We’ve talked quite a bit about sunscreen and skin protection from the sun and it’s just one of those things that we will continue to talk about forever. Sun damage to your skin has a whole host of problems associated with it, including premature aging of the skin and skin cancer. Because the skin is an uneven landscape of pumps and colors, we wanted to explore the differences between what a mole and a skin melanoma looks like, so that you are more empowered to spot the difference.
That being said: If you think you might have found a melanoma, don’t wait until it matches all the information mentioned in this blog…GO TO THE DOCTOR. Skin cancer is nothing to take lightly and should be treated as soon as possible by a doctor. That’s our advice and we’re sticking to it.
Now, on to the subject at hand….
Moles are usually round or oval and can be in a variety of sizes. Some are small, some are big, some are flat, some are bulbous. A mole can range in color from almost black to light pinkish or tan. You can get moles on any part of the skin. Hairs might sprout from it or grow around it. Moles can stay with you from birth or even pop up later in life. In fact, you can grow new moles up until you’re 40. That’s a lot of time for moles to sprout!
You might also have what’s called a “dysplastic nevus.” This is a mole-like mark found on your skin usually, but not constrained to areas where your skin comes in contact with the sun’s rays. It doesn’t have perfectly round edge and it might have a raised part in the middle or have a rough texture. These also come in a variety of colors from pink to dark brown.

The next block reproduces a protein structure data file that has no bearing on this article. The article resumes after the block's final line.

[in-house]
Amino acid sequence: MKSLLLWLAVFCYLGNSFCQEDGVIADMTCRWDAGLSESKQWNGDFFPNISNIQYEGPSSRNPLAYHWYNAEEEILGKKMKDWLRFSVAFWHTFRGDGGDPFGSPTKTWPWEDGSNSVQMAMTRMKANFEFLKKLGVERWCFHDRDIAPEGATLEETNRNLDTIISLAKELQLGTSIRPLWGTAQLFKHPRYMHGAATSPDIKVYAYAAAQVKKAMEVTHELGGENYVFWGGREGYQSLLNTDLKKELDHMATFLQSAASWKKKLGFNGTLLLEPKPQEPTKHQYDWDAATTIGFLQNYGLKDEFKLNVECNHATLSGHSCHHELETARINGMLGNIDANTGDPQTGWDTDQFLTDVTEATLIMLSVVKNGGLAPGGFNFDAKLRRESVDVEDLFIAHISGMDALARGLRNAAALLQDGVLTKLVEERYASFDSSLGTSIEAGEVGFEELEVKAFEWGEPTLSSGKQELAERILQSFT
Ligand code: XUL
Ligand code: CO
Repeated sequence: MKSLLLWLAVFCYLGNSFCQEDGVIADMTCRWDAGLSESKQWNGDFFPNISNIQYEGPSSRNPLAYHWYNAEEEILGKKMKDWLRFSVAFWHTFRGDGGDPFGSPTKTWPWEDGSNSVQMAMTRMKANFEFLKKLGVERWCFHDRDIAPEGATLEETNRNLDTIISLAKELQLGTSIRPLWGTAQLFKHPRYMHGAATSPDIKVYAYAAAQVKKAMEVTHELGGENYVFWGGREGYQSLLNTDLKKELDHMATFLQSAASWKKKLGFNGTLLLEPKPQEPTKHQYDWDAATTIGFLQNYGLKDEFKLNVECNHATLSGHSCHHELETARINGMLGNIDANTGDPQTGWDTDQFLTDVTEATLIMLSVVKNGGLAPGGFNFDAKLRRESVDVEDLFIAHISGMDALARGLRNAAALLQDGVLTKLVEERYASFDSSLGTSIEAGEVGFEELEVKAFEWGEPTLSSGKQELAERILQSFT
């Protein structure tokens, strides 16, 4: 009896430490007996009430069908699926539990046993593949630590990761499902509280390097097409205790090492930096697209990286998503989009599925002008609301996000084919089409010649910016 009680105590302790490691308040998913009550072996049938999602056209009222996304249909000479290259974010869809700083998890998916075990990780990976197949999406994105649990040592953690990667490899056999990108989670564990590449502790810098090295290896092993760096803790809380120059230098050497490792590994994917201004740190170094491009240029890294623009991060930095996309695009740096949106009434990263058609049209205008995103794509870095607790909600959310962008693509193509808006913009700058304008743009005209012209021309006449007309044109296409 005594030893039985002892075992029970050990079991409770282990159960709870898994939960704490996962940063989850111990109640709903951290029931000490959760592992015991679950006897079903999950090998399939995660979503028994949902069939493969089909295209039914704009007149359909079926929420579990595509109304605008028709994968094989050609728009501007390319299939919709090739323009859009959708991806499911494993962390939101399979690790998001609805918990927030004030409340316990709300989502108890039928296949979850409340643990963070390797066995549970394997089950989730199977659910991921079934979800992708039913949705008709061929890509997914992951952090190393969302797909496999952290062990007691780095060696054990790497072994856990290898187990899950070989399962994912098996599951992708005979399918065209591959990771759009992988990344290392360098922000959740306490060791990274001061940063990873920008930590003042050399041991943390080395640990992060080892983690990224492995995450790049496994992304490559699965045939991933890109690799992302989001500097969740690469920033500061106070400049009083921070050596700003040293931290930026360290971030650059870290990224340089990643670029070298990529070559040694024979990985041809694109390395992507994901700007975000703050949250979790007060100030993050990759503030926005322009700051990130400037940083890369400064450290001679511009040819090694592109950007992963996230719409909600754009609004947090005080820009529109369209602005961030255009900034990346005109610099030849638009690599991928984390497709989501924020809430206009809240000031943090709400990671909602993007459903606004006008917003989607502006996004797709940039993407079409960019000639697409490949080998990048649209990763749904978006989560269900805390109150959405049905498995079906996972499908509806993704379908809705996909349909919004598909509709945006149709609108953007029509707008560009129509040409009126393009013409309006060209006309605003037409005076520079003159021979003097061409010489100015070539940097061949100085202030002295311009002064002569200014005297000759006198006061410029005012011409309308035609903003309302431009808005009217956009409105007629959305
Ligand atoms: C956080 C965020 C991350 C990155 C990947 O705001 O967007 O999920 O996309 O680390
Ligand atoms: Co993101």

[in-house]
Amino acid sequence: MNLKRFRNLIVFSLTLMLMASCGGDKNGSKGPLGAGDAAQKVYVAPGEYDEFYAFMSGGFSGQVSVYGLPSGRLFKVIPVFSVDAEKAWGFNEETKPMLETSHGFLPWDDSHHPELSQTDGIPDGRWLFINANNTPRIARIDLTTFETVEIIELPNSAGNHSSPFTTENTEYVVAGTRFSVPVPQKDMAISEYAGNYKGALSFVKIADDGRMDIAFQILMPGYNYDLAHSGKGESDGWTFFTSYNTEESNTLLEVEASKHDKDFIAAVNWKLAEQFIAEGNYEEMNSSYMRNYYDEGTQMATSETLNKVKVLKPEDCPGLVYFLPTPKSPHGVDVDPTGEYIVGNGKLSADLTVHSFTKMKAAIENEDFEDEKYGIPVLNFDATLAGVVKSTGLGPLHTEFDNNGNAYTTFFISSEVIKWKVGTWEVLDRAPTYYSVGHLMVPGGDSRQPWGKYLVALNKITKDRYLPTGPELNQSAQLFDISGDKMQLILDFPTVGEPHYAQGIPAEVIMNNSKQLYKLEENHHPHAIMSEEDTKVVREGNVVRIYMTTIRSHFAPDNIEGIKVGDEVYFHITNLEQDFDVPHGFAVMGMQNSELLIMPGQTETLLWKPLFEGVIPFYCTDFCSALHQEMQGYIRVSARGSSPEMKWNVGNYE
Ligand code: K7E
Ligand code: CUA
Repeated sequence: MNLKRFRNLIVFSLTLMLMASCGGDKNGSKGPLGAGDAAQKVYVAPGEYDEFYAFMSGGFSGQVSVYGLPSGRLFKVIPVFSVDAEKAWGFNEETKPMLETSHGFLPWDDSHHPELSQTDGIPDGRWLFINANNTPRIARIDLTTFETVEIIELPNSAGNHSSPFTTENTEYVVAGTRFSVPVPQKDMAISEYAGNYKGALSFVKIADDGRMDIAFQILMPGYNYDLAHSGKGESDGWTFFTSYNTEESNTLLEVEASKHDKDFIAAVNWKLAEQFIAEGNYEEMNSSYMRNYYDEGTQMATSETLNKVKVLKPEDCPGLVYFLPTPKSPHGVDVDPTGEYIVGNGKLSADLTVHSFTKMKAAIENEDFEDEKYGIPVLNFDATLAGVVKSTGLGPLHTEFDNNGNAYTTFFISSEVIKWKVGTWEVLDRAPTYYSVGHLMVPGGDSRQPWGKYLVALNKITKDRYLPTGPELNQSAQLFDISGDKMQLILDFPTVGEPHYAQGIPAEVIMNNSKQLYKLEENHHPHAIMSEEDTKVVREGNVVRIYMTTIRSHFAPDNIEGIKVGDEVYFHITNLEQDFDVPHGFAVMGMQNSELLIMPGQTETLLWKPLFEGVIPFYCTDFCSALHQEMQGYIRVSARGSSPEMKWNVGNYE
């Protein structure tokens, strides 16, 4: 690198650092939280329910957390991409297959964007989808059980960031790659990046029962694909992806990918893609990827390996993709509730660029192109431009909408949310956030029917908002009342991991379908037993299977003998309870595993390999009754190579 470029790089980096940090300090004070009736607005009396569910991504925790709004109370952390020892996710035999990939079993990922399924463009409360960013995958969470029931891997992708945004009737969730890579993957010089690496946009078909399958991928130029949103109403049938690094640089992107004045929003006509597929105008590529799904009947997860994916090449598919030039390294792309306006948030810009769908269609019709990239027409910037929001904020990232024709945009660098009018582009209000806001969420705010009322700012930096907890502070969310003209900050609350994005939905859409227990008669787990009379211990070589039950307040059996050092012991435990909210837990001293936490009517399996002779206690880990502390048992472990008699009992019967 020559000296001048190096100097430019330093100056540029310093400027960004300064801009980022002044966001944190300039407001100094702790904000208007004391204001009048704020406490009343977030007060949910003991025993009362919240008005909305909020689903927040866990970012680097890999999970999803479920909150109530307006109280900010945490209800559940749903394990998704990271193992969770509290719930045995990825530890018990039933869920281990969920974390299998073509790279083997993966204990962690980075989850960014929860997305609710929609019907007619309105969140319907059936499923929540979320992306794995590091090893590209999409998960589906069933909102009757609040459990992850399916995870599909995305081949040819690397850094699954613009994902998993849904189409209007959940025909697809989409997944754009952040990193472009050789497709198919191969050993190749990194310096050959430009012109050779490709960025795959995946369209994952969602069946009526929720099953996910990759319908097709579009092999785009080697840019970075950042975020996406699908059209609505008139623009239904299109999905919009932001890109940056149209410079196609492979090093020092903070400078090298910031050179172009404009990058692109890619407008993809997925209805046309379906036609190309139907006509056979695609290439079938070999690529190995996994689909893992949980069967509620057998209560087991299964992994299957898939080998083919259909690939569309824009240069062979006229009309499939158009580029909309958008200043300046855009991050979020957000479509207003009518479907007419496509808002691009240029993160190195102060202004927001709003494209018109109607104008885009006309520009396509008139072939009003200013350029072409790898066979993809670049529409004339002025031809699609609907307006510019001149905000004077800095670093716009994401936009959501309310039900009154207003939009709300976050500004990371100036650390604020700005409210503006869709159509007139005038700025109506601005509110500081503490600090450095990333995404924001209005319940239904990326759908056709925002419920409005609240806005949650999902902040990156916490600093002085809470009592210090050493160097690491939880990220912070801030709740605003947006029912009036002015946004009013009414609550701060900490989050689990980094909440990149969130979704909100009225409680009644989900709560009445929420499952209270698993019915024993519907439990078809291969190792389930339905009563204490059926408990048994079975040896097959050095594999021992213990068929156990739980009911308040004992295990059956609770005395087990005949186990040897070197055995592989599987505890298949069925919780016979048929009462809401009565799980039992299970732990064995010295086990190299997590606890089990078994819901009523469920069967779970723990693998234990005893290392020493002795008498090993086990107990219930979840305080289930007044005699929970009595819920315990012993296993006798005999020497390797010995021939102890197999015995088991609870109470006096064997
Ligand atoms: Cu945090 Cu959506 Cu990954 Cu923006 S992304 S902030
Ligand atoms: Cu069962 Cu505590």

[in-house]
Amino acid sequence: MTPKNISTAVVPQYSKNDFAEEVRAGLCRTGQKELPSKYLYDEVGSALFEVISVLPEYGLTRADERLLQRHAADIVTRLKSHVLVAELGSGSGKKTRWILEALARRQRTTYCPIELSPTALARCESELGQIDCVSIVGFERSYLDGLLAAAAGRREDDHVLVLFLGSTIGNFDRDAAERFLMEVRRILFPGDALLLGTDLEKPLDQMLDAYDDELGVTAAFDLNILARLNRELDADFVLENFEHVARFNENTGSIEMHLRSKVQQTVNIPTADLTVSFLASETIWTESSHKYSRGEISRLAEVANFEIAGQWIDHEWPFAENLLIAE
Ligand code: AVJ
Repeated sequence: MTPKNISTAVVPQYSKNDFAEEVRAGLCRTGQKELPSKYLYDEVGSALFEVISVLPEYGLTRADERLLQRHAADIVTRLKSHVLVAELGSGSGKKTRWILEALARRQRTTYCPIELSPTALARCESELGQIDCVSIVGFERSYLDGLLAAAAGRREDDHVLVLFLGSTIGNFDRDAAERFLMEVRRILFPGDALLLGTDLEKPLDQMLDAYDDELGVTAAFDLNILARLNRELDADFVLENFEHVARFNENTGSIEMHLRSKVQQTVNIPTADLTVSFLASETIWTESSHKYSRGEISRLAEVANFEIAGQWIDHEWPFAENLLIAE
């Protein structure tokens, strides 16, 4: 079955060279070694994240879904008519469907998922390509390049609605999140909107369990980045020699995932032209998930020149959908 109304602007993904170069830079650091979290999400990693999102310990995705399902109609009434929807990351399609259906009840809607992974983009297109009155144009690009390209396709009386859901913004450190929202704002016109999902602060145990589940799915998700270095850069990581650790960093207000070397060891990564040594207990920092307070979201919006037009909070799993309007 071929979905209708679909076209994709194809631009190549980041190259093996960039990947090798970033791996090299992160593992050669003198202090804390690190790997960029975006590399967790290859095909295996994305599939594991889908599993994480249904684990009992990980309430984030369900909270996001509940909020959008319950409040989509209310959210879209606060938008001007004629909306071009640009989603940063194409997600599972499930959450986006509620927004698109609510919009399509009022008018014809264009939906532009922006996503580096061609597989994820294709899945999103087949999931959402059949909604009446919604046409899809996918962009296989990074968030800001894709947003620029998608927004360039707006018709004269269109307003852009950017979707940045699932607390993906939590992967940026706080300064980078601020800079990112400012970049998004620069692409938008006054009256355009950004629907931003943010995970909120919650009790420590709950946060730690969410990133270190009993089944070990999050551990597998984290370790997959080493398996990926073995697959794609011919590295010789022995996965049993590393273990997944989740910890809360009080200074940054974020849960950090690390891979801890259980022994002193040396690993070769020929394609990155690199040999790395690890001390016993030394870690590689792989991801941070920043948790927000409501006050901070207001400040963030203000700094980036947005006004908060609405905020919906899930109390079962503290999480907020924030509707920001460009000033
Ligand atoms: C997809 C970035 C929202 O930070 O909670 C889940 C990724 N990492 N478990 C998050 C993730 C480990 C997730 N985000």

The good news is that not all moles or dysplastic nevi turn into cancer. However, it’s good to know where they are so you can keep an eye on them in case any changes occur, especially if you have a lot of them, as that increases your risk.
The National Cancer Institute lists these guidelines for making sure your moles or dysplastic nevi aren’t changing into something more dangerous:
“The color changes
The mole gets unevenly smaller or bigger (unlike normal moles in children, which get evenly bigger)
The mole changes in shape, texture, or height
The skin on the surface becomes dry or scaly
The mole becomes hard or feels lumpy
It starts to itch
It bleeds or oozes”
In addition to these guidelines, they suggest that that if you have a dysplastic nevi, you should make sure to check on it for changes at least once a month. For more information about moles and melanomas visit, http://www.cancer.gov/cancertopics/factsheet/Risk/moles
Needless to say, when in doubt, go see a doctor.
Do you have any experiences with moles or dysplastic nevi?